June 19, 2008

Just Added! John White as “3rd Annual Proxy Disclosure Conference” Keynote

We’re very excited to announce that Corp Fin Director John White will serve as the keynote speaker for our “Tackling Your 2009 Compensation Disclosures: The 3rd Annual Proxy Disclosure Conference.” At last year’s Conference, John delivered his important “Where’s the Analysis?” speech.

So act now to take advantage of the early bird discount – which expires June 30th – for both the “16th Annual Naspp Conference” and the combined “Tackling Your 2009 Compensation Disclosures: The 3rd Annual Proxy Disclosure Conference” & “5th Annual Executive Compensation Conference.”

Posted: Corp Fin’s Staff Legal Bulletin No. 3A

Yesterday, Corp Fin posted a revised Staff Legal Bulletin No. 3A, providing updated guidance on the exemption provided by Securities Act Section 3(a)(10). The SEC had noted that a revised SLB would be issued upon effectiveness of last year’s changes to Rule 145.

This SLB replaces the two prior Section 3(a)(10) bulletins – the one originally issued in 1997 and the revised version issued in 1999 (reflecting the enactment of SLUSA). In addition to the new guidance regarding the Rule 145 amendments, various tweaks and updates have been made throughout the SLB.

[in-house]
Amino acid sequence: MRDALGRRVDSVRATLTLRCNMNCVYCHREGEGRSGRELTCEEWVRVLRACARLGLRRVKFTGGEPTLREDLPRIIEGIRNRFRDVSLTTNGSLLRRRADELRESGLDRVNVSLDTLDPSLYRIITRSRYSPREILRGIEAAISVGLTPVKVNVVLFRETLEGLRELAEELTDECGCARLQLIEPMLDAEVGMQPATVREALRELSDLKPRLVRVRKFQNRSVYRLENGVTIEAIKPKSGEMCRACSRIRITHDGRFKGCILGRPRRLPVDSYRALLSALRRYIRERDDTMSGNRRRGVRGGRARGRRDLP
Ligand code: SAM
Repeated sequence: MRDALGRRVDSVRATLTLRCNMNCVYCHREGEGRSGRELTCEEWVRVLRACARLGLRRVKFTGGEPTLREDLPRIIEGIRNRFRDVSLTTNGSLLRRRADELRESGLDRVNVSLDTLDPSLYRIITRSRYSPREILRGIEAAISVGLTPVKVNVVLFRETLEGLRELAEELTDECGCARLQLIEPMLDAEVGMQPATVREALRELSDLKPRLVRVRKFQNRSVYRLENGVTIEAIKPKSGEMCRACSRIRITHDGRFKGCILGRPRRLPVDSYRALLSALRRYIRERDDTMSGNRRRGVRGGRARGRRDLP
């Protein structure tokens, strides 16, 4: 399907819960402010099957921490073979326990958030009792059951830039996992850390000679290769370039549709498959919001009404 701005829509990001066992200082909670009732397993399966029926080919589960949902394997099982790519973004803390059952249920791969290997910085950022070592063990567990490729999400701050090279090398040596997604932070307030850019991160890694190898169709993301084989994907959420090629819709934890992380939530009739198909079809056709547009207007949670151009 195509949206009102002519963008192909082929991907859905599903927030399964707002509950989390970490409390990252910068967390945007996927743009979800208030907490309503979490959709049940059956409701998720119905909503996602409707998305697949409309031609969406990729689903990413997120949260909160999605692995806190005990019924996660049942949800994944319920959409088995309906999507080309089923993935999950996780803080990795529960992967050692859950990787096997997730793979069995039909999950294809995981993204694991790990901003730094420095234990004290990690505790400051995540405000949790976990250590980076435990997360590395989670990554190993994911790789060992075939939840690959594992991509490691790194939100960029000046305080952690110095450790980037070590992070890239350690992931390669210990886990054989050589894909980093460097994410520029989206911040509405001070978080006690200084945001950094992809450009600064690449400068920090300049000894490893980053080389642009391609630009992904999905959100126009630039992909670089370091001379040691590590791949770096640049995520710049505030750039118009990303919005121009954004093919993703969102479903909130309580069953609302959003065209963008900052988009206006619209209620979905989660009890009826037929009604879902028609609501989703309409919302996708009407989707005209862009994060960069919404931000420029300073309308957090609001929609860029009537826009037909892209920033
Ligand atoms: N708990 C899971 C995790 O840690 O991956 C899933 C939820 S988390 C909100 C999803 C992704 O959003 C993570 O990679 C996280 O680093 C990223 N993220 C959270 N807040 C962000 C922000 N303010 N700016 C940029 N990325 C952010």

Schoon v. Troy: Denying Advancement Rights of Former Directors

A Delaware Chancery Court decision by Vice Chancellor Stephen Lamb from earlier this year may come as a quite a surprise to directors, who may be troubled to now learn that their rights to indemnification or advancement of legal fees and expenses could be eliminated after they leave a company’s board. In Schoon v. Troy Corporation, Vice Chancellor Lamb concluded that a bylaw amendment eliminating the company’s fairly typical legal fee advancement obligations for former directors could be enforced, even in a situation where a former director had served on the board when the pre-amendment bylaws provided for such advancement. Given that the time for appeal of the decision has now expired, it appears that Schoon will remain the law of Delaware for now.

All may not be lost for former directors, however. As Kevin LaCroix notes in The D&O Diary blog, former directors are typically included within the definition of “insured persons” under most D&O liability insurance policies, which means that in most situations the former directors could still get expense protection and indemnification under the policy – even if the company chooses to later change its bylaws to eliminate advancement and indemnification provisions. Kevin also points out the availability of former director and officer liability insurance policies that provide coverage exclusively to the individual director or officer, thus avoiding any potential for interference with the coverage by others (such as the company). That option sounds expensive, but it may be prudent depending on the circumstances.

For more on the Schoon case – and the latest developments with D&O insurance and indemnification – check out our “D&O Insurance” Practice Area.

– Dave Lynn